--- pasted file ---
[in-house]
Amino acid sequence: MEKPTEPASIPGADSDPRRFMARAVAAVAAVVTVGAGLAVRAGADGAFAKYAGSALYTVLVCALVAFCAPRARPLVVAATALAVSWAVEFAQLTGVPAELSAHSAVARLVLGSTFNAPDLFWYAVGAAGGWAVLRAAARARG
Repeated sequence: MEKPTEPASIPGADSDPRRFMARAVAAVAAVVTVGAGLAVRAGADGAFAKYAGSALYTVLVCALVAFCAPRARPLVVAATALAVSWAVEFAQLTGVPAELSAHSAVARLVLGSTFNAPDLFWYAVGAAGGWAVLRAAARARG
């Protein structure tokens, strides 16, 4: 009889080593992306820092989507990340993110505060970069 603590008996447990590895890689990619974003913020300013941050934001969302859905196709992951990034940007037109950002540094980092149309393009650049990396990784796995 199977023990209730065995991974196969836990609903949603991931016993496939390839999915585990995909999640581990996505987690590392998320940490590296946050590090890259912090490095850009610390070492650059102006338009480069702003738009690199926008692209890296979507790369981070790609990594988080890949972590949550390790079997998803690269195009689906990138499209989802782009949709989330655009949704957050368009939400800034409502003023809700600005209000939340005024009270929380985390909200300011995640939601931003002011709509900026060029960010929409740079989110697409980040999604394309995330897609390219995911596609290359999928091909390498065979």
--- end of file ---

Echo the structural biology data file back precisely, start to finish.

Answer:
[in-house]
Amino acid sequence: MEKPTEPASIPGADSDPRRFMARAVAAVAAVVTVGAGLAVRAGADGAFAKYAGSALYTVLVCALVAFCAPRARPLVVAATALAVSWAVEFAQLTGVPAELSAHSAVARLVLGSTFNAPDLFWYAVGAAGGWAVLRAAARARG
Repeated sequence: MEKPTEPASIPGADSDPRRFMARAVAAVAAVVTVGAGLAVRAGADGAFAKYAGSALYTVLVCALVAFCAPRARPLVVAATALAVSWAVEFAQLTGVPAELSAHSAVARLVLGSTFNAPDLFWYAVGAAGGWAVLRAAARARG
């Protein structure tokens, strides 16, 4: 009889080593992306820092989507990340993110505060970069 603590008996447990590895890689990619974003913020300013941050934001969302859905196709992951990034940007037109950002540094980092149309393009650049990396990784796995 199977023990209730065995991974196969836990609903949603991931016993496939390839999915585990995909999640581990996505987690590392998320940490590296946050590090890259912090490095850009610390070492650059102006338009480069702003738009690199926008692209890296979507790369981070790609990594988080890949972590949550390790079997998803690269195009689906990138499209989802782009949709989330655009949704957050368009939400800034409502003023809700600005209000939340005024009270929380985390909200300011995640939601931003002011709509900026060029960010929409740079989110697409980040999604394309995330897609390219995911596609290359999928091909390498065979």